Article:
5 Ways to Create Psychologically Safe Meetings for Introverts:

1. Distribute meeting agendas, topics, and materials in advance:

Introverts are incubators. They need time to absorb and reflect on questions, problems, and information. They need to know that there is psychological safety in the room.

2. Create air space for introverts to ask and answer questions.

Introverts tend not to process verbally while extroverts relish thinking out loud. Contain the extroverts, especially those who lack self-awareness.

3. Don’t force a public response.

Introverts like to crystallize their thinking before making it public. While extroverts see their comments as raggedy raw material, introverts see theirs as refined finished goods. Yes, ask them what they think, but don’t force a point of view. That often comes later.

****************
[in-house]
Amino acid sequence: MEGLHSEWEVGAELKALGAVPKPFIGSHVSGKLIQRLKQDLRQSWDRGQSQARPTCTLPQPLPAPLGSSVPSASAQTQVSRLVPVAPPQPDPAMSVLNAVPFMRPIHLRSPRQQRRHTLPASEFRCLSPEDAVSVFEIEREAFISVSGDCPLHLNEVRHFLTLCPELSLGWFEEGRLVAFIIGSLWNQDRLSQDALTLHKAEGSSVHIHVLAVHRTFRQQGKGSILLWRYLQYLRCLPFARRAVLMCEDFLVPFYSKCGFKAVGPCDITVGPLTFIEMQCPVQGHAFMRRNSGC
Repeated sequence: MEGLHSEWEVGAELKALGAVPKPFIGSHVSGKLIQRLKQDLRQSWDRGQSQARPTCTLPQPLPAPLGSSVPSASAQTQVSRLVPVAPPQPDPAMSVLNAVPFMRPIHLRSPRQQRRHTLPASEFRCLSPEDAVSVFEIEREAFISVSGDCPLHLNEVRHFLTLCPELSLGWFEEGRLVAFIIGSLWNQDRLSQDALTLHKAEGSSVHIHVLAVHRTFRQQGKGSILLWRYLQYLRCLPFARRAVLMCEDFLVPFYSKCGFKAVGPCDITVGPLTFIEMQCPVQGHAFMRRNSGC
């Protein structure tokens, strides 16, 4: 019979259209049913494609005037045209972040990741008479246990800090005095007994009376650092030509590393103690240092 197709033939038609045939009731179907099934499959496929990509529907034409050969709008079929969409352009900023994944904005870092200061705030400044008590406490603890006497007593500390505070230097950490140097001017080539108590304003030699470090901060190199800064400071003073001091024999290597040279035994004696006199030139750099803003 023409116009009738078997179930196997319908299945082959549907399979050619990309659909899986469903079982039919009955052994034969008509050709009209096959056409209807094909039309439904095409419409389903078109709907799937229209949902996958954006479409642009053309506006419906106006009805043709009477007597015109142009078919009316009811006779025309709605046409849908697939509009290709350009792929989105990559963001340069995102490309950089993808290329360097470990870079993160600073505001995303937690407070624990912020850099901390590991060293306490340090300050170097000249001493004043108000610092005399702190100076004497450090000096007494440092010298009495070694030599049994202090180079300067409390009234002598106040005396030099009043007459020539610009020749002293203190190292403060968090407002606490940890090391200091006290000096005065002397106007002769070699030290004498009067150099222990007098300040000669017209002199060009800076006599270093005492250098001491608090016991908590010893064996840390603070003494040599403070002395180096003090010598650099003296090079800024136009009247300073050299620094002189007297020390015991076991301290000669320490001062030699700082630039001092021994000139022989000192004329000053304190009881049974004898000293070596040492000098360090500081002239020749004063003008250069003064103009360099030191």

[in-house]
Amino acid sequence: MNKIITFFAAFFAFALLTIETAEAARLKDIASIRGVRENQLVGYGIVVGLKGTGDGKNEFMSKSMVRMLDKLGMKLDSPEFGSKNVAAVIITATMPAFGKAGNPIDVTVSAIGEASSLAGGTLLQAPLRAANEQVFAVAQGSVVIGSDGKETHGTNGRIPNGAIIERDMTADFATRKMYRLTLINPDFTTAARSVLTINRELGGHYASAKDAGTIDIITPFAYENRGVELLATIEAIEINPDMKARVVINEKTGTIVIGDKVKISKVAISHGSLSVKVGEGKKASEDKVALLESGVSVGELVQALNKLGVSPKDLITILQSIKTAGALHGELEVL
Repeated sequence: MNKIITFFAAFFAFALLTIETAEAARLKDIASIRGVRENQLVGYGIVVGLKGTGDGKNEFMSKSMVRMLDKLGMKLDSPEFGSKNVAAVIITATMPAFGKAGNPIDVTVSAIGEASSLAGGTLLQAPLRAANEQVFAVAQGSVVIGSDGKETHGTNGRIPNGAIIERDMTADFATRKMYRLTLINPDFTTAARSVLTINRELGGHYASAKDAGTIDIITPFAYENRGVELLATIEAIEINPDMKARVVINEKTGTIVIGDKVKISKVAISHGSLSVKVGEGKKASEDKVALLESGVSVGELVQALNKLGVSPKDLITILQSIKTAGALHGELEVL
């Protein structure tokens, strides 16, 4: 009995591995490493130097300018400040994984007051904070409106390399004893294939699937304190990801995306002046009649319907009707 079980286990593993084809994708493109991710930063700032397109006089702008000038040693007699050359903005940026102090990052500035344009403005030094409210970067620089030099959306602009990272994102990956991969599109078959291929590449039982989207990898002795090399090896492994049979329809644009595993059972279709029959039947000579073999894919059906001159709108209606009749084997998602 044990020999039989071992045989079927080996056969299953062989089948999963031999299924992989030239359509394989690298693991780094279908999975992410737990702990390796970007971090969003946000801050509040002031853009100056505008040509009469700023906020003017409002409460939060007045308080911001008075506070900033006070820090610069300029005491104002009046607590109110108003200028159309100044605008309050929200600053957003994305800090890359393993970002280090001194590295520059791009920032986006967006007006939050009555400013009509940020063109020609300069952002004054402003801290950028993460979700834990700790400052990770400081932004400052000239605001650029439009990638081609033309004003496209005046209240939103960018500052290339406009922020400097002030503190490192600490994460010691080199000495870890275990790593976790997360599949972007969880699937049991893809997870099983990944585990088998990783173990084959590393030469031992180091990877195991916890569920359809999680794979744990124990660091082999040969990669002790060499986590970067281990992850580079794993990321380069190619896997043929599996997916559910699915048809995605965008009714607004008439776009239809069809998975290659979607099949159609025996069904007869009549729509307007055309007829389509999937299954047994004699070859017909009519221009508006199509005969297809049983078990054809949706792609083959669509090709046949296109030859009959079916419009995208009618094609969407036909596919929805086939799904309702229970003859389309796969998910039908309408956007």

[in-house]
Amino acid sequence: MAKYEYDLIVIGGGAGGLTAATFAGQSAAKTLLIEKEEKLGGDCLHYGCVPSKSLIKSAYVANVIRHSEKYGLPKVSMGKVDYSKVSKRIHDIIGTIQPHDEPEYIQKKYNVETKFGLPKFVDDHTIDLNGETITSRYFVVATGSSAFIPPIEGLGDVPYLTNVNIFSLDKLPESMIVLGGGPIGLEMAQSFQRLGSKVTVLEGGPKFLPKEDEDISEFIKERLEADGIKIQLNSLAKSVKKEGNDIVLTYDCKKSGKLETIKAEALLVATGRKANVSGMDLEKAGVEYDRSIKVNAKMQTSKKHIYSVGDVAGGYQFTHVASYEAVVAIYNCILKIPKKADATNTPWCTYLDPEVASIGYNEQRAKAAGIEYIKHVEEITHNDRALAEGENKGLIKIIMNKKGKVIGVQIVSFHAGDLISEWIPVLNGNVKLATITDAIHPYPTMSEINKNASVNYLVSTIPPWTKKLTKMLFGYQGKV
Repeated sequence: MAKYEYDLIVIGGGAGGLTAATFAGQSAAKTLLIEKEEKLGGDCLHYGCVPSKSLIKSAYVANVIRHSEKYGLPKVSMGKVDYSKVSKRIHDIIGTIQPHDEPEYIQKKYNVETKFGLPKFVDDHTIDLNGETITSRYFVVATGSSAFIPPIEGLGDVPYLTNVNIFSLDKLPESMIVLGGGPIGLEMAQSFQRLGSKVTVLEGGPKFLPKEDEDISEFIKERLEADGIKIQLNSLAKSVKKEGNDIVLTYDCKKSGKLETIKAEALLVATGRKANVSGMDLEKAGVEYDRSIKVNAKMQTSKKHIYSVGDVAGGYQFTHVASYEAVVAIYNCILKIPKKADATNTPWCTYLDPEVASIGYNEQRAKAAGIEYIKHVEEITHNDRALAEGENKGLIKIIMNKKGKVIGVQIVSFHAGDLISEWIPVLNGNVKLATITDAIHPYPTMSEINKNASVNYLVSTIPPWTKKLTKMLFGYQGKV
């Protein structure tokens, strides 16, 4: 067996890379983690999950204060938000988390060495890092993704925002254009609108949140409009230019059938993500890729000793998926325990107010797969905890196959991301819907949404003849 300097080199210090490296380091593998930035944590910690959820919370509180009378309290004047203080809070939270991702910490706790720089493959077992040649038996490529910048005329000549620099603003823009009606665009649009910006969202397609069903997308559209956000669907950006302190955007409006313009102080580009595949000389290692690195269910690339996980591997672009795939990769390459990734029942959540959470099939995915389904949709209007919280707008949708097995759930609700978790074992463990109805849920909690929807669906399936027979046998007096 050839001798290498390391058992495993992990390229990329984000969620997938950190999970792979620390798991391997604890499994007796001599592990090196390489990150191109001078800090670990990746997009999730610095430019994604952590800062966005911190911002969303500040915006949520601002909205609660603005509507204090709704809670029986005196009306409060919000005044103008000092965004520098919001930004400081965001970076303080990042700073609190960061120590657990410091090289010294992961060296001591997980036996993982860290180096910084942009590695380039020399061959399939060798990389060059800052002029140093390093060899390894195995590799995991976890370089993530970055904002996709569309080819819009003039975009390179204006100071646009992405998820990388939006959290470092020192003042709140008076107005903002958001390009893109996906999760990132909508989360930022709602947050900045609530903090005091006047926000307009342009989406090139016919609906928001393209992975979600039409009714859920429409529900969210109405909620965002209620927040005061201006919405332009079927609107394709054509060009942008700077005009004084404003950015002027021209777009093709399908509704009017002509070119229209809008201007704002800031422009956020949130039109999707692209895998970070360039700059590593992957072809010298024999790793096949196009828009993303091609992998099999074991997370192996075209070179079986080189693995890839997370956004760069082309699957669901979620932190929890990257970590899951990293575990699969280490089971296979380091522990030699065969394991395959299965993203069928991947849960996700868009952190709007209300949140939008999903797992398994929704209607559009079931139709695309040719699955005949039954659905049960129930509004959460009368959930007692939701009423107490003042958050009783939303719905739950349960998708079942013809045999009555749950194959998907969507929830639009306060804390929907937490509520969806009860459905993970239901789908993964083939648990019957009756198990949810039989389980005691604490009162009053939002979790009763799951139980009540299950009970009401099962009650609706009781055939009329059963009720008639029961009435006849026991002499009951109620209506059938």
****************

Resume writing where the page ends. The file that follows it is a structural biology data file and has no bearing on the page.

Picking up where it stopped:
4. Avoid impromptu meetings and improv sessions as a pattern.

There are times when a spontaneous and agendless meeting makes sense, just don’t make it a habit. When you need an impromptu meeting, be careful not to marginalize your introverts by lavishing praise and recognition on those who shine in that setting.

5. Hold shorter meetings.

Introverts tend to become emotionally fatigued before they become intellectually fatigued. In marathon meetings, extroverts often gain energy while introverts lose steam.

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